- The CDC recommended Covid omicron booster shots for kids as young as 5 years old just hours after the FDA authorized them.
- U.S. health officials believe the new boosters, which target the omicron BA.5 subvariant, will provide substantially better protection against infection and disease.
- The FDA authorized the shots without direct data on the effectiveness of the BA.5 shots in kids.
The Centers for Disease Control and Prevention on Wednesday recommended the new omicron boosters for kids as young as age 5, allowing pharmacists to soon start administering the shots.
CDC Director Dr. Rochelle Walensky signed off on the shots just hours after the Food and Drug Administration authorized them. Walensky made the swift decision without a meeting of the CDC's independent panel of vaccine experts.
Children ages 5 to 11 are eligible for Pfizer's omicron shots and kids ages 6 through 17 are eligible for Moderna's shots two months after receiving their primary series or previous booster with the first generation vaccines.
Pharmacies can start administering the shots as soon they have doses. Pfizer said it will ship to up 6 million booster doses for kids within the next week, according to a company statement.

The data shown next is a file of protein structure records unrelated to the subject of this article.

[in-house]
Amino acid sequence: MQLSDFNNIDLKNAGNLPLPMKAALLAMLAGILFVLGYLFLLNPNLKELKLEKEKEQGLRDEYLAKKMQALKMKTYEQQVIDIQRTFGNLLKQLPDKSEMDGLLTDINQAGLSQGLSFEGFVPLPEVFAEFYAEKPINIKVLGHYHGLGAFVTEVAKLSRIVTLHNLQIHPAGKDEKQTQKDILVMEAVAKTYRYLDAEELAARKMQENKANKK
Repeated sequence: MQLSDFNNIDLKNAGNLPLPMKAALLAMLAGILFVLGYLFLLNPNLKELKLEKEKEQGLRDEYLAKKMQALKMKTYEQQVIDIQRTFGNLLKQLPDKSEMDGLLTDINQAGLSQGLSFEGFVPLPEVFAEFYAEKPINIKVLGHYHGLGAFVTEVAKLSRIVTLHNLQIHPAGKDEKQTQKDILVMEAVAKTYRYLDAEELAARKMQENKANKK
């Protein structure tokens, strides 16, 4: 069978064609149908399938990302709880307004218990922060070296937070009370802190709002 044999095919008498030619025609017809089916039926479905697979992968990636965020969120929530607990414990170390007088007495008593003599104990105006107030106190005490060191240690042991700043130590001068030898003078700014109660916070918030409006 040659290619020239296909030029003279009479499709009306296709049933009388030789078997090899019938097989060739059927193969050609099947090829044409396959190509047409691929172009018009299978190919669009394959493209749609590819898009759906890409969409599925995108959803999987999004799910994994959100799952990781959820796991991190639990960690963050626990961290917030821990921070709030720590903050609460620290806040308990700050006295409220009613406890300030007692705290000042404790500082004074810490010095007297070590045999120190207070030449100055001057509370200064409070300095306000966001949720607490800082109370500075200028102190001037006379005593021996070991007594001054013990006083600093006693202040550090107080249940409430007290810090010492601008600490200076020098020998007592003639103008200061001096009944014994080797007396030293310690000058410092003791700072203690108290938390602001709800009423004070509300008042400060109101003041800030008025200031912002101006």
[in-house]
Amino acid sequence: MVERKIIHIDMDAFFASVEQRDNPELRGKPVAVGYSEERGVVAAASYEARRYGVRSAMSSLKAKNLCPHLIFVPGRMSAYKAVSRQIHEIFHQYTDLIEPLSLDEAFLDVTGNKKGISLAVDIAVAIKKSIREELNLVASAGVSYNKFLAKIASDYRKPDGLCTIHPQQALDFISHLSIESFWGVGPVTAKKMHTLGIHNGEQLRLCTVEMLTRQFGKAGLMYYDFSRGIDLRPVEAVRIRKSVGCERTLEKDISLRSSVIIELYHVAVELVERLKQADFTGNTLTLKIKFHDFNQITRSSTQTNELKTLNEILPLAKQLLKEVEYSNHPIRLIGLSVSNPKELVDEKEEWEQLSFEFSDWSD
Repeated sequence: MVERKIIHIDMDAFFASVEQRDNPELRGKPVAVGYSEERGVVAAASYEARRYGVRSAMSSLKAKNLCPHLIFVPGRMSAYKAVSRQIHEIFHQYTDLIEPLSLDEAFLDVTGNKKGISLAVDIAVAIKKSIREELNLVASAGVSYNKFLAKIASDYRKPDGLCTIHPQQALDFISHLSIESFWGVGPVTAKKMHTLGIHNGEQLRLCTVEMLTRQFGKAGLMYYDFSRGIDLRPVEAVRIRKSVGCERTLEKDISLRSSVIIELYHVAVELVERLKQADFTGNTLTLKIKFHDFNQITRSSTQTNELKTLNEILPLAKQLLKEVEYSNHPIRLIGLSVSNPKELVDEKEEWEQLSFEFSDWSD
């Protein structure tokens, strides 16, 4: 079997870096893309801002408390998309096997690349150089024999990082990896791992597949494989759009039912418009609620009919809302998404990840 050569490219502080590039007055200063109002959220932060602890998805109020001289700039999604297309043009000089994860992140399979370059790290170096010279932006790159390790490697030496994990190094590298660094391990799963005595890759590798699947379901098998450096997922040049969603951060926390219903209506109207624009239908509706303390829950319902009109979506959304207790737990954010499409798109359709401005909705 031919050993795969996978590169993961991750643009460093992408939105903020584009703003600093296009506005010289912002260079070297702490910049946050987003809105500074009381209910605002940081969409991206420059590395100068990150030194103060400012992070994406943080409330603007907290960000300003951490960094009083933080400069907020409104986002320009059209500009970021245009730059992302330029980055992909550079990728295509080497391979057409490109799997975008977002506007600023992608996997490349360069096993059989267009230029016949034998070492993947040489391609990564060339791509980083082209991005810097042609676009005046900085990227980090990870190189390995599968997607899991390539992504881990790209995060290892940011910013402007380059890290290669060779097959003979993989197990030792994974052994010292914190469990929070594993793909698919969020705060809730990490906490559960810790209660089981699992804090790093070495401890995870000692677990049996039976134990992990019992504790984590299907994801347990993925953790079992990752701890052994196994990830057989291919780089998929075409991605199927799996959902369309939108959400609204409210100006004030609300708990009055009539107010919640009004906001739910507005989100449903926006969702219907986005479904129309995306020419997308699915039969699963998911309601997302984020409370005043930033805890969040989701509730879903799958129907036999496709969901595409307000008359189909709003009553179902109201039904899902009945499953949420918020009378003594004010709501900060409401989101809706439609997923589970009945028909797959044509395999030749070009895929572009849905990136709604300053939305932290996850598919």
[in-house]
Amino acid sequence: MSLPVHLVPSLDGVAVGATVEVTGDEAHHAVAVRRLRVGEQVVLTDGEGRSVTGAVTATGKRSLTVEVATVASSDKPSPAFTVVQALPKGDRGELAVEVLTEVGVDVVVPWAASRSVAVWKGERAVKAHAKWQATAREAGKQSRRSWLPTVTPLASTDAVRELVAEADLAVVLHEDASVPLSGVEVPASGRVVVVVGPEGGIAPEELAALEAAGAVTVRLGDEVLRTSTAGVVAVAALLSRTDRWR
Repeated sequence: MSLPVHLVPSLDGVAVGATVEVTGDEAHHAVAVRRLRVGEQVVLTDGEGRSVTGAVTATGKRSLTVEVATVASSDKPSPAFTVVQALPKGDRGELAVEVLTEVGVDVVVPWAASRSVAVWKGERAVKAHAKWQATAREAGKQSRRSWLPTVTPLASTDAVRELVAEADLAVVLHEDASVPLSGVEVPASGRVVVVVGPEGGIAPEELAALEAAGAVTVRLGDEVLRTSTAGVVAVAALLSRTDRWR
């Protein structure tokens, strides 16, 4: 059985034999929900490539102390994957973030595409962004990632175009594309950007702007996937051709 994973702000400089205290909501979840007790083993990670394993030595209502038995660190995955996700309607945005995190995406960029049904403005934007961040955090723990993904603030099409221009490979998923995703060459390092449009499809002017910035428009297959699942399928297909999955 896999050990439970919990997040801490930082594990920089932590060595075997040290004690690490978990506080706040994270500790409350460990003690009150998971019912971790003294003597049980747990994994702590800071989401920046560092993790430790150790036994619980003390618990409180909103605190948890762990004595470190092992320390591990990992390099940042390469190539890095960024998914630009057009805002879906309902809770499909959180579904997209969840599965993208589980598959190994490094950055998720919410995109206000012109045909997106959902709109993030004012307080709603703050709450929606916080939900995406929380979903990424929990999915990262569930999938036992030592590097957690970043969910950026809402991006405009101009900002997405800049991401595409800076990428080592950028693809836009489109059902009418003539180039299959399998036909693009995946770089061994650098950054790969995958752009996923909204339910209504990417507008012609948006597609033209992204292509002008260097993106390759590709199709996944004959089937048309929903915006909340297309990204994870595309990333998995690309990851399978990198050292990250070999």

Dr. Peter Marks, head of the FDA's vaccine division, said children face an increased risk of exposure to the virus as they head back to school in person and families return to their pre-pandemic lives.
Although Covid is generally less severe in children than adults, kids do get hospitalized with the disease, Marks said. Health officials are also concerned about the potential risk of long Covid even in children who have had mild illness from the virus, he said.
"We encourage parents to consider primary vaccination for children and follow-up with an updated booster dose when eligible," Marks said.
The FDA hopes the new boosters, which target the dominant omicron BA.5 subvariant, will provide substantially better protection against infection and disease compared to the first generation of Covid shots.
The FDA authorized the BA.5 shots for kids without direct human data on their effectiveness. The agency cleared the boosters based on adult data from a similar shot that targets the omicron BA.1 subvariant. The agency also looked at clinical studies in kids who received the original vaccines as boosters.
The new boosters target omicron BA.5 as well as the original strain of Covid that first emerged in Wuhan, China, in 2019. The FDA hopes the shots will provide durable protection even as the virus continues to evolve because they cover a broad range of mutations.
The first generation of Covid shots were developed in 2020 to target the original strain of Covid. They are no longer providing meaningful protection against infection and mild illness because they do not match the dominant omicron variant, which has mutated to evade the antibodies that block the virus from invading human cells.
More than 11 million Americans ages 12 and older have received the new booster shots so far, according to CDC data.
It's unclear how strong demand for the new shots will be among parents. Just under 50% of people ages 5 and older received a booster shot with the first generation of vaccines.